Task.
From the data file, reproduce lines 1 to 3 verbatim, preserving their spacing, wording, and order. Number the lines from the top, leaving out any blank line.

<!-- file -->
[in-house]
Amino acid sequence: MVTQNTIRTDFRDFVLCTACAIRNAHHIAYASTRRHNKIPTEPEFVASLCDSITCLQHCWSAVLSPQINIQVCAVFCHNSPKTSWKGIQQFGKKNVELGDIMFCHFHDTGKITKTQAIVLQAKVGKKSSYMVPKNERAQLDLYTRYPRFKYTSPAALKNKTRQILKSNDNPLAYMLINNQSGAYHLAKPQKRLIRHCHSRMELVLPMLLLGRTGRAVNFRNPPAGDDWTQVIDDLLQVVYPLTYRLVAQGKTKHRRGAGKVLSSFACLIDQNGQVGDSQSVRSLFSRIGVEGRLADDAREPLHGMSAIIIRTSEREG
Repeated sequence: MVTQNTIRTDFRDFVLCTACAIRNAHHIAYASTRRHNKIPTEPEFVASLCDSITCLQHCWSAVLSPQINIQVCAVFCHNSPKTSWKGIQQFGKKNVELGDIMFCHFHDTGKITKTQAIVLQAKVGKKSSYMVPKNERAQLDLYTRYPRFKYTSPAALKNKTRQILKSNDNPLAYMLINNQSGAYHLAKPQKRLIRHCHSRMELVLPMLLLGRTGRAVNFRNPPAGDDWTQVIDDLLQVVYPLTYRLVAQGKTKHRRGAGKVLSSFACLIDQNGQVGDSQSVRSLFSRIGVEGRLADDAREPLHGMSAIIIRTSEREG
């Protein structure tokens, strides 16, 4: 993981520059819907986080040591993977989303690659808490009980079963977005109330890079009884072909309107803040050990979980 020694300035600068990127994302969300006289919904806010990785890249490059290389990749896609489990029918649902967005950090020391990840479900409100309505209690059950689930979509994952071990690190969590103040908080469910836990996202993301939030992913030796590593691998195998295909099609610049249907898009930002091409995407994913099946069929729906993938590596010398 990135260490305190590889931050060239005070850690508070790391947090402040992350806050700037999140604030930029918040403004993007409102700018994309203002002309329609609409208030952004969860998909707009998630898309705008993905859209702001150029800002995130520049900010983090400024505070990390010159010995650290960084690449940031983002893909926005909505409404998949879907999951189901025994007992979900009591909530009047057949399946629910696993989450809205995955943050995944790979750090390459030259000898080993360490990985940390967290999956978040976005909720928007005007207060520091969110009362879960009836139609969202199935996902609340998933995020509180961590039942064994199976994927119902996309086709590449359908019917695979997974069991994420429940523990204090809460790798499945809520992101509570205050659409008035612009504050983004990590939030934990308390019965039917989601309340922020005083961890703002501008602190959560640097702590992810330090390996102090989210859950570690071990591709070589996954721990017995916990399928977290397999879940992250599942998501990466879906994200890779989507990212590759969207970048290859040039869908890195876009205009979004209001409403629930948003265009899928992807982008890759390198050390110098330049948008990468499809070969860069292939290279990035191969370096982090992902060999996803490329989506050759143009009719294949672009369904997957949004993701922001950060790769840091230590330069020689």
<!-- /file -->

[in-house]
Amino acid sequence: MVTQNTIRTDFRDFVLCTACAIRNAHHIAYASTRRHNKIPTEPEFVASLCDSITCLQHCWSAVLSPQINIQVCAVFCHNSPKTSWKGIQQFGKKNVELGDIMFCHFHDTGKITKTQAIVLQAKVGKKSSYMVPKNERAQLDLYTRYPRFKYTSPAALKNKTRQILKSNDNPLAYMLINNQSGAYHLAKPQKRLIRHCHSRMELVLPMLLLGRTGRAVNFRNPPAGDDWTQVIDDLLQVVYPLTYRLVAQGKTKHRRGAGKVLSSFACLIDQNGQVGDSQSVRSLFSRIGVEGRLADDAREPLHGMSAIIIRTSEREG
Repeated sequence: MVTQNTIRTDFRDFVLCTACAIRNAHHIAYASTRRHNKIPTEPEFVASLCDSITCLQHCWSAVLSPQINIQVCAVFCHNSPKTSWKGIQQFGKKNVELGDIMFCHFHDTGKITKTQAIVLQAKVGKKSSYMVPKNERAQLDLYTRYPRFKYTSPAALKNKTRQILKSNDNPLAYMLINNQSGAYHLAKPQKRLIRHCHSRMELVLPMLLLGRTGRAVNFRNPPAGDDWTQVIDDLLQVVYPLTYRLVAQGKTKHRRGAGKVLSSFACLIDQNGQVGDSQSVRSLFSRIGVEGRLADDAREPLHGMSAIIIRTSEREG